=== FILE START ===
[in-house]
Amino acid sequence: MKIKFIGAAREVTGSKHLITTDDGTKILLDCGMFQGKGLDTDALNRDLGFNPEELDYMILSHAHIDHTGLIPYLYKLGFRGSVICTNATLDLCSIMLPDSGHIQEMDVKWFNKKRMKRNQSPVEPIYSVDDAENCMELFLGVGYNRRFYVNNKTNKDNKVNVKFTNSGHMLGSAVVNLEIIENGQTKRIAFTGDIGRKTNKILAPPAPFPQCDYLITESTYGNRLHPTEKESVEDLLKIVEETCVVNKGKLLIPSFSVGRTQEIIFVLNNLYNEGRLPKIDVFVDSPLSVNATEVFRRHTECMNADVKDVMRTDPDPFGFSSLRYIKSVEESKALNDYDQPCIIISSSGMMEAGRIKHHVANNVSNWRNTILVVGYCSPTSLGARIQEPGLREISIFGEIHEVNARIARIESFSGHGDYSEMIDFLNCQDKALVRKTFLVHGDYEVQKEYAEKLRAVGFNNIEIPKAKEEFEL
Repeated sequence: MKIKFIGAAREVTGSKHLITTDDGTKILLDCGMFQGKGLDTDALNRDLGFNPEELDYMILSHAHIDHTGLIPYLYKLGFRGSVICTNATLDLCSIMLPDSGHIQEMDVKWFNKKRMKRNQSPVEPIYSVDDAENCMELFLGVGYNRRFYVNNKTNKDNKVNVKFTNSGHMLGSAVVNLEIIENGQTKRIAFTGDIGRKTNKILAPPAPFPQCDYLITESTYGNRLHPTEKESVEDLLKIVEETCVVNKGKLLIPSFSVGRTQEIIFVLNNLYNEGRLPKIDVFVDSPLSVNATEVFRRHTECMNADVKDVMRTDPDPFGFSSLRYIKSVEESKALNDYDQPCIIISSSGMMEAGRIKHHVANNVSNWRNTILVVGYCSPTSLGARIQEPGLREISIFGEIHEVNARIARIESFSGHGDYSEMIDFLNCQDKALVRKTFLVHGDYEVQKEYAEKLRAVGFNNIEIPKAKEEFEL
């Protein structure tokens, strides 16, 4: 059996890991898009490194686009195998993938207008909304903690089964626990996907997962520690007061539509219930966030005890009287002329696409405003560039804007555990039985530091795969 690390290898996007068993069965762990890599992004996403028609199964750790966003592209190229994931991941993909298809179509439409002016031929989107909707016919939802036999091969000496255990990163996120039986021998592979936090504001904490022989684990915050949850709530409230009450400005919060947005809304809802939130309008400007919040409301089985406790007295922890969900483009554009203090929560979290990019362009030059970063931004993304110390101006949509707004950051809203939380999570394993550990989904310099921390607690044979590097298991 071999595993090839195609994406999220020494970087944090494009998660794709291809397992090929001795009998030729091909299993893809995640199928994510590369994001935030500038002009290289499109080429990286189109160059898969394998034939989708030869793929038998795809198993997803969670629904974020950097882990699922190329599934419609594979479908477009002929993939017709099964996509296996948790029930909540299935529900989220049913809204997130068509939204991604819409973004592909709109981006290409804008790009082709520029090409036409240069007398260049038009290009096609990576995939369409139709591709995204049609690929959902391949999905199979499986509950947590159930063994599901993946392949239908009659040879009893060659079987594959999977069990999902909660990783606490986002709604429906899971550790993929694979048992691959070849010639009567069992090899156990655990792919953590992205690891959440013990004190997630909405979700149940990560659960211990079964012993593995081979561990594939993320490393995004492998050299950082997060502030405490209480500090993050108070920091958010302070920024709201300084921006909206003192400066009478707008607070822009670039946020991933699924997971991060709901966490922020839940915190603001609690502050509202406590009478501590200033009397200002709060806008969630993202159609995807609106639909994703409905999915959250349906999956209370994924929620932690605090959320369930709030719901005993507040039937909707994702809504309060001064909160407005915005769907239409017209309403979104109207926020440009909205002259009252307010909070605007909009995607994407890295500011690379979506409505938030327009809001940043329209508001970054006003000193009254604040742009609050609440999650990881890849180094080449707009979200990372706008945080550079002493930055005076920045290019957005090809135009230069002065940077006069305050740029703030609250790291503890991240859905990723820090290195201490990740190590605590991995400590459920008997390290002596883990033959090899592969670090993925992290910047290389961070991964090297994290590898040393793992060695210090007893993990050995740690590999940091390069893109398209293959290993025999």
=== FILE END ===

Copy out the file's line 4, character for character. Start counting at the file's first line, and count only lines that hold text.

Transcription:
């Protein structure tokens, strides 16, 4: 059996890991898009490194686009195998993938207008909304903690089964626990996907997962520690007061539509219930966030005890009287002329696409405003560039804007555990039985530091795969 690390290898996007068993069965762990890599992004996403028609199964750790966003592209190229994931991941993909298809179509439409002016031929989107909707016919939802036999091969000496255990990163996120039986021998592979936090504001904490022989684990915050949850709530409230009450400005919060947005809304809802939130309008400007919040409301089985406790007295922890969900483009554009203090929560979290990019362009030059970063931004993304110390101006949509707004950051809203939380999570394993550990989904310099921390607690044979590097298991 071999595993090839195609994406999220020494970087944090494009998660794709291809397992090929001795009998030729091909299993893809995640199928994510590369994001935030500038002009290289499109080429990286189109160059898969394998034939989708030869793929038998795809198993997803969670629904974020950097882990699922190329599934419609594979479908477009002929993939017709099964996509296996948790029930909540299935529900989220049913809204997130068509939204991604819409973004592909709109981006290409804008790009082709520029090409036409240069007398260049038009290009096609990576995939369409139709591709995204049609690929959902391949999905199979499986509950947590159930063994599901993946392949239908009659040879009893060659079987594959999977069990999902909660990783606490986002709604429906899971550790993929694979048992691959070849010639009567069992090899156990655990792919953590992205690891959440013990004190997630909405979700149940990560659960211990079964012993593995081979561990594939993320490393995004492998050299950082997060502030405490209480500090993050108070920091958010302070920024709201300084921006909206003192400066009478707008607070822009670039946020991933699924997971991060709901966490922020839940915190603001609690502050509202406590009478501590200033009397200002709060806008969630993202159609995807609106639909994703409905999915959250349906999956209370994924929620932690605090959320369930709030719901005993507040039937909707994702809504309060001064909160407005915005769907239409017209309403979104109207926020440009909205002259009252307010909070605007909009995607994407890295500011690379979506409505938030327009809001940043329209508001970054006003000193009254604040742009609050609440999650990881890849180094080449707009979200990372706008945080550079002493930055005076920045290019957005090809135009230069002065940077006069305050740029703030609250790291503890991240859905990723820090290195201490990740190590605590991995400590459920008997390290002596883990033959090899592969670090993925992290910047290389961070991964090297994290590898040393793992060695210090007893993990050995740690590999940091390069893109398209293959290993025999």